Where we love is home, home that our feet may leave, but not our hearts.
I don’t suppose feeling homseick ever goes away. My parents left London after 20 years to return to Ireland because they missed home. I was 12. I then left Ireland at 18 because I was homesick for London. I got the travel bug and spent a few years adventuring, and after spending all my money I returned to my parents’ home in Ireland. I didn’t feel happy back in Ireland and returned to London in 2012. But there I met a New Zealander who was himself feeling a little homesick after 7 years away. We decided to visit New Zealand for a year, maybe 2, save up some cash and return to London.
But best laid plans and all that.
Five years later and I am still here. About as far around the world as you can get from London without coming back. With the birth of our 2 children we morphed from couple to family. Suddenly being far from family was much more upsetting. Having no place to call home seemed suddenly irresponsible. No savings, no career path, no home of our own – what had I been thinking?! I cried so many tears over the loss of things both real and potential: I had put on hold my dreams of training as a teacher. My parents never got to hold their first 2 grandchildren as tiny newborns. I said goodbye to friends and cousins whom I had finally gotten close to again.
It never goes away. The pangs are smaller now, less intense, but the homesickness is still there. I miss big things: friends & family of course, and also Covent Garden, the BBC, the history, Greenwich, the public transport system. I miss little things too: pub lunches, queueing, tea and biscuits. I miss the shops I’m used to: Ikea, Boots, Tesco, M&S for a treat. I miss day trips to places like Brighton, Oxford, even Paris. I miss the feeling of infinite potential when you wake up any day of the week in London: shops, markets, museums, theatre, dance, comedy, music, food from anywhere in the world, the big landmarks and quirky little gems, and so much of it for free. Anything you can think of, you can probably do it in London.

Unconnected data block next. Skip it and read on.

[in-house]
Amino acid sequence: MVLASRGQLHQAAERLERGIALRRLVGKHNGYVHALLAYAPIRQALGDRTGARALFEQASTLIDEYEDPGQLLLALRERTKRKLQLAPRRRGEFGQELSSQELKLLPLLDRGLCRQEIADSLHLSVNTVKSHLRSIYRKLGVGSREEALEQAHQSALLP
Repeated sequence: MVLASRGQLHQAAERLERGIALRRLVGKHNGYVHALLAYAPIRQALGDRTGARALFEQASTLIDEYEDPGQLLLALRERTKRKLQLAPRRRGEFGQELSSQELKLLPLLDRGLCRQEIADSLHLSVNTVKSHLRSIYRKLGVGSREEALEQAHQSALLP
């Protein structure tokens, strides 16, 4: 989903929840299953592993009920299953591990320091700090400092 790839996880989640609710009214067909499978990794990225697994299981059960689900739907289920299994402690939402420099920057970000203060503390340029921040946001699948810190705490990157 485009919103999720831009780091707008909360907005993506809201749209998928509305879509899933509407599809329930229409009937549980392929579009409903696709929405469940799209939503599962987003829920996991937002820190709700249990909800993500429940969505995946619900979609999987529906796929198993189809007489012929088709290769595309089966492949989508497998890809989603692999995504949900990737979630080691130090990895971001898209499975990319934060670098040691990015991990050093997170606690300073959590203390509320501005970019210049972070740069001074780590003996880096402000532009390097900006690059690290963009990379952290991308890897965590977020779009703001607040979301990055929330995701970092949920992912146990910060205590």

It has taken 5 years of tears and upset to accept I will probably never live in London again. I may never even get back to the UK – or Ireland, where my parents and brother still live. I have missed births, weddings, funerals, birthdays, Christmasses and more.
Essentially I am happy here. Happy with my husband, children, new friends. Happy to have been able to quit a career path I hate and take time off, something I couldn’t afford to do before. Happy to be able to afford to spend more time with my children in their early years than I could possibly have done in expensive London. Happy that my children are blossoming in their country lifestyle. Happy to have affordable healthcare, a good education system and all the good things about New Zealand.
But a part of me will always miss home. And that’s ok. If I miss it that means I love it. I am so glad to have known and loved all the things I miss, from friends and family, to beautiful historical sites and world class theatre, to silly things like complaining about the weather and knowing that a cup of tea can fix anything.
In fact, I think I’ll make one now.